Her fingers tightened around the brass doorknob and she twisted it gently, twisted it until it stopped turning, and then, taking a deep breath, she hurled the door open and stepped into the room with an incoherent cry, the poker raised above her head.
The young woman with the blond curls was sitting on the bed, staring at her impassively. Her gaze travelled from Sophie’s face, to the poker and then back again, locking on Sophie’s wild eyes. “Hello, Sophie,” she said in a lilting, almost musical voice.
Sophie’s gaze took in the broken carafe at the young woman’s feet. Her arm was beginning to ache with tension and with the effort of holding the heavy poker aloft, but she kept it steady. “Who are you?” she said, immediately infuriated by the pitch of her voice. She sounded like a frightened schoolgirl. She made an effort to adjust it. “What are you doing in my house?” Better—deeper, more mature.
The blond woman’s eyes widened slightly. “Your house? Well that’s an interesting concept. Your house.” She said the words again, seeming to mull them over, to digest them. Finally she said, “How long have you lived here, Sophie? Oh, and you’d better put the poker down. It’s very hot.”
Sophie glanced at the poker. She’d pulled it cold from the hearth and carried it up the stairs, comforted by the icy metal in her hand. So why was the tip now glowing red and the conducted heat from the poker scorching her palm? She cried out and dropped it, letting it clatter to the floor.
“You were saying,” the young woman continued. “Something about this being your house?”
“It is my house. Mine and Mark’s. We’ve lived here two years now.”
“And the people before you, the people before them and before them. They all thought it was their house too.” She looked about the room. “Strange, I remember this house being built and I remember hating it because it was my house they pulled down to make way for it. Oh, it wasn’t much, my house. A hovel. We used to bring the animals inside in the winter to keep them warm…to keep us warm too.” She laughed, a harsh, brittle sound. “Christ, it stank!” The laughter ceased abruptly. “But it was home. This land, the land now occupied by this…this monstrosity, was our land, me and my family’s. We still have rights. We still belong here.”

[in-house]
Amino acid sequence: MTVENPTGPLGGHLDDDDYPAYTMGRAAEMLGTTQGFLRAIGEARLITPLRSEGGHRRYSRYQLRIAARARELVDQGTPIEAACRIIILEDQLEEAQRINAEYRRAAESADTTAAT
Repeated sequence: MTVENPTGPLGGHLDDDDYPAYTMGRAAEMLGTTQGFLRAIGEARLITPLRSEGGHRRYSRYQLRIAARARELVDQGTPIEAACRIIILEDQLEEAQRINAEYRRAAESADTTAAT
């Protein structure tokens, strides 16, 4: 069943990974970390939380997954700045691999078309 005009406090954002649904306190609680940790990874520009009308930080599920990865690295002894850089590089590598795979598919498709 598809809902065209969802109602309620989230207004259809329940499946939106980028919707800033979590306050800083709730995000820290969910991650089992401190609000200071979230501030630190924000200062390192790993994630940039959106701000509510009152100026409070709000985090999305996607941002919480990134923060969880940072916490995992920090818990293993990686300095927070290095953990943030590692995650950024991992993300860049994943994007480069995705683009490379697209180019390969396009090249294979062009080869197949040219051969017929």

There was a fervent light in the young woman’s eyes as she spoke.
Sophie thought. Absolutely barking mad.
A small thrill of fear shuddered through her. How was she going to get the woman out of her house?
“Oh, I’ll leave in my own sweet time,” the woman said, reading her thoughts. “But first we’re going to have some fun. Would you like that, Sophie, some fun?”
Sophie nodded slowly, deciding to humor her. “Yes,” she said. “I’d like that.”
The young woman’s gaze swept the floor, alighting on a shard of glass from the carafe. It was about four inches long, curved and wickedly sharp. “Perfect,” she said and picked it up.
In that second, when the young woman was distracted, Sophie could have run, turned and dashed down the stairs and out of the house. But the moment passed and instead she watched, captivated as the woman retrieved the shard of glass from the floor and held it to the light, making it glint and glisten.
“Now, Sophie, I want you to do something for me.”
“What?” Sophie said.
“Take off your clothes. All of them.”
“Don’t be ridiculous,” Sophie said, but at the same time her fingers were fumbling with the button on her jeans. She popped the button and slid the denims down over her thighs, letting them drop to the floor.
“Good girl.” The young woman smiled encouragingly. “That’s good. And now the rest of them.”
As Sophie pulled her shirt over her head, her mind was crying, I don’t want to do this!
But there wasn’t a damned thing she could do to stop herself.
The young woman moved towards her, the glass shard clasped tightly in her hand, so tightly it had sliced through her palm and fingers. She seemed oblivious to the blood that dribbled from her hand and dripped to the floor where the oak floorboards were sucking it in.
Once Sophie was completely naked and standing shivering, cold and vulnerable, the young woman moved closer still.
Sophie cried out at the first cut, but after that she was silent, unable to do anything but accept her fate.